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Friday, February 17, 2017

Devil in Her Heart

In this one instance, it can truly be argued that had the Beatles not recorded Devil in Her Heart there is a good chance that the song would be lost in obscurity.  And I daresay that this track is probably unfamiliar to most casual fans of the Beatles, as well.

Devil in His Heart was the B-side of the one and only single released by a girl group out of Michigan called the Donays, who soon thereafter broke up.  It appeared on a small Detroit label, was picked up by a New York label and even made it onto the Oriole Records label in the UK, though it never made the charts anywhere.  The NEMS record store in Liverpool, however, which was owned by Beatles' manager Brian Epstein, stocked at least one copy of everything that was released, so the single was sitting in the bins and just happened to catch the attention of the band, who were constantly on the lookout for new material.

The boys' affinity for girl group numbers had led them to a great vehicle for George.  By October of 1962, the Beatles were working the song into their live act, but when it came time to record their first album in February of '63, their more recent discovery Chains resulted in this song being overlooked.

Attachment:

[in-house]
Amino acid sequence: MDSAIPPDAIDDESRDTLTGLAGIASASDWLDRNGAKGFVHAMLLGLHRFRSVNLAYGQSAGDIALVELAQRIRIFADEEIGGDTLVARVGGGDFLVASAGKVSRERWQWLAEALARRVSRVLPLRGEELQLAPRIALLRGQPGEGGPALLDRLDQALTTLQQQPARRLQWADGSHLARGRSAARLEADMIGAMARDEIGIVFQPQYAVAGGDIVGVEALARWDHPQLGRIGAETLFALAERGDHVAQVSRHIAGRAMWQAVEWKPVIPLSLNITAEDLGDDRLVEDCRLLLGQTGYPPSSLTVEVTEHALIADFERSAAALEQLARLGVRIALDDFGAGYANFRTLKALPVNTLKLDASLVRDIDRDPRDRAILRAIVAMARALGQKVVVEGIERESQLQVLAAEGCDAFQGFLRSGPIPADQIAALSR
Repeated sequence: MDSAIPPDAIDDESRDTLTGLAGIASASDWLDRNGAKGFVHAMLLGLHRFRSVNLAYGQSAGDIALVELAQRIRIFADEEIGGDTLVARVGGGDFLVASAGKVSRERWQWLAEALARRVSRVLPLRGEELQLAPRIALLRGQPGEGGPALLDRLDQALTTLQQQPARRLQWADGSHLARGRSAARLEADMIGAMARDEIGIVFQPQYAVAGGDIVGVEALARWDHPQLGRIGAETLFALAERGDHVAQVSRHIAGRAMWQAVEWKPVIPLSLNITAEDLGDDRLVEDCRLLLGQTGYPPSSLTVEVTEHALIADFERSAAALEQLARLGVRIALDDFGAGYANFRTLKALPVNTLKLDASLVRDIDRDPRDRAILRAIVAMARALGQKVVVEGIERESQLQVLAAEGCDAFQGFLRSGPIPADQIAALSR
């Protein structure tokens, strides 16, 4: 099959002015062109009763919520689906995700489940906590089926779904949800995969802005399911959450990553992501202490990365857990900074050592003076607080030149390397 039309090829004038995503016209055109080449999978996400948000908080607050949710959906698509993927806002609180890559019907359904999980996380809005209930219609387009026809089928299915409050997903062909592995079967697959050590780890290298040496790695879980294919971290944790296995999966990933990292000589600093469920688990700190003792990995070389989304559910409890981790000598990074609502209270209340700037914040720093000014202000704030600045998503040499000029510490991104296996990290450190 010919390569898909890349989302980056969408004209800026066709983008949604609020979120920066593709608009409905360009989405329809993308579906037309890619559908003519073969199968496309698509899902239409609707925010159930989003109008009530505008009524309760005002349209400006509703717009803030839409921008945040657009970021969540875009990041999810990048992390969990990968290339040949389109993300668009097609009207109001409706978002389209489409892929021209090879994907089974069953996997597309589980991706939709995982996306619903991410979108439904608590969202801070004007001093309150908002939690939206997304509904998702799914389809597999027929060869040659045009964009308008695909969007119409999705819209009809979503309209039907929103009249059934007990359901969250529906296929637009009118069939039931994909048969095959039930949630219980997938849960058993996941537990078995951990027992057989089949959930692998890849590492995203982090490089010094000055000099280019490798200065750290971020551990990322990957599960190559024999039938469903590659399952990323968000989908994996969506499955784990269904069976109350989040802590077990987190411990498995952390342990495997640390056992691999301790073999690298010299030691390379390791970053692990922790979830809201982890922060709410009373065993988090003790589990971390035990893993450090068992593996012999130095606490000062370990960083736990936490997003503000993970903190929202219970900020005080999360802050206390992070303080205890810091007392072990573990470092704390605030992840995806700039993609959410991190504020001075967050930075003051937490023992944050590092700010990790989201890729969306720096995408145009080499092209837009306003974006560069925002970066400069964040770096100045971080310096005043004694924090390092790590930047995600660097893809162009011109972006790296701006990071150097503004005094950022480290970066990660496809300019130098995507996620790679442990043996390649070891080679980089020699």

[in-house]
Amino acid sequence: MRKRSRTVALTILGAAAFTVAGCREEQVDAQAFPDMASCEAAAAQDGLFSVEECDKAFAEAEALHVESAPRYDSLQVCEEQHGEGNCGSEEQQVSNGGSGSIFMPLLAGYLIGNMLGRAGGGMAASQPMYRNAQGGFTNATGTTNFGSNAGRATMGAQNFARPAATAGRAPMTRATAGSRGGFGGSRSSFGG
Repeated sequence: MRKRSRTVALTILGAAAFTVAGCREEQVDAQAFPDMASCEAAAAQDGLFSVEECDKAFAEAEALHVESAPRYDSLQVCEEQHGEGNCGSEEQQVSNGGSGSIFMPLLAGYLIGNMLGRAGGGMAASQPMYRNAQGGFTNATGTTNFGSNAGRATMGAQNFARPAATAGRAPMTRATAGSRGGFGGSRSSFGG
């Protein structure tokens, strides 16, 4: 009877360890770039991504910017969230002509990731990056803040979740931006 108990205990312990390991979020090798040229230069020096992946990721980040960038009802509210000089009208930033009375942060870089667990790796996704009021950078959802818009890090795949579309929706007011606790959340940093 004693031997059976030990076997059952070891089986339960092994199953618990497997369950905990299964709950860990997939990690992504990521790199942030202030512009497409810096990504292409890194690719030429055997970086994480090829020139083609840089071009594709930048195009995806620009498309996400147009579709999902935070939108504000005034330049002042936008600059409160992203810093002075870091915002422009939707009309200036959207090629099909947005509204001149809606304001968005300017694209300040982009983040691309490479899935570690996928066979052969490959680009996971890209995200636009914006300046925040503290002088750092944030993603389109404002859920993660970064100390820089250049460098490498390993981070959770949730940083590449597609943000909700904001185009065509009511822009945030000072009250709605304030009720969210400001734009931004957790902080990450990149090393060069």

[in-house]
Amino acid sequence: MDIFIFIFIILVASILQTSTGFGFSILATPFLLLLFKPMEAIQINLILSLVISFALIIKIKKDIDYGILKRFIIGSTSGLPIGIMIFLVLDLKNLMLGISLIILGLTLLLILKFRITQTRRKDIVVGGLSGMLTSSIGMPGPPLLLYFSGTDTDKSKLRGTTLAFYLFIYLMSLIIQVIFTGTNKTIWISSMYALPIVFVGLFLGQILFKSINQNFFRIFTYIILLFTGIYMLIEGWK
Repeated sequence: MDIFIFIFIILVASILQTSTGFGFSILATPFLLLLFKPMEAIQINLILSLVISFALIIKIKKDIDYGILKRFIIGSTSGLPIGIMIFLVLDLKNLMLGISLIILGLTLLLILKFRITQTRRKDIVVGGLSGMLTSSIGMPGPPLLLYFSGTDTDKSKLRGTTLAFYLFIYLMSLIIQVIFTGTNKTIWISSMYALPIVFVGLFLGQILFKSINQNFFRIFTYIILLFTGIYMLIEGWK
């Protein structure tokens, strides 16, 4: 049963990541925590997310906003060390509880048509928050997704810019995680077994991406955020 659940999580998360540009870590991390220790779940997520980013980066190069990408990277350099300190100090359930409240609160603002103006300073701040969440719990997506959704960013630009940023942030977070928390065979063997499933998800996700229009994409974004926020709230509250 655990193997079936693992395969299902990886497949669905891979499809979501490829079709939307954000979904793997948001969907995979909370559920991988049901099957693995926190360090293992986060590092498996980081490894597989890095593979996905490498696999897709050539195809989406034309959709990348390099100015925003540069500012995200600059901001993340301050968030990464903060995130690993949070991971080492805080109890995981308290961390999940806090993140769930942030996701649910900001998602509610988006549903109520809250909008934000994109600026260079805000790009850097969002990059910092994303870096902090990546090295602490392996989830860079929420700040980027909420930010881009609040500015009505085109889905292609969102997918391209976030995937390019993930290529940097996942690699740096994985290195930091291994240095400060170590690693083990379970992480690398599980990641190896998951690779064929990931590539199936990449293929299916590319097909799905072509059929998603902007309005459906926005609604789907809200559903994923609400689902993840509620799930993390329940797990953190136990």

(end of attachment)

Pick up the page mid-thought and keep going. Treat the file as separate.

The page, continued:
The number came back to mind, however, on July 16th, 1963 when the band recorded an astonishing eighteen titles for editions eight, nine and ten of their BBC radio program Pop Go the Beatles.  They were constantly mining the riches of their pre-fame stage repertoire for these shows, playing songs that had influenced them alongside their own current hits.  The recording made on this date of Devil in Her Heart, which is available on the EP Baby It's You, seems to indicate that they had not performed the song for some time, as they mess up the lyrics more than once.

Only two days later, they were scheduled to begin work on their second album and, with this song now fresh in their minds, they decided to commit it to tape.  A mere three takes were all that were required to achieve the basic track, with everyone playing their usual instruments and George, John and Paul singing live.  George then overdubbed a few guitar bits and double-tracked his lead vocal during the verses, and Ringo added maracas.

Performances of the song continued to be rare, though, with Chains, Roll Over Beethoven and even Do You Want to Know a Secret more often serving as George's vocal spotlight.  The group did return to the number one more time for the BBC on September 3rd, 1963 - a date when they went themselves one better and recorded nineteen titles for editions thirteen, fourteen and fifteen of Pop Go the Beatles.  This performance is available on the collection On Air - Live at the BBC Volume 2. 

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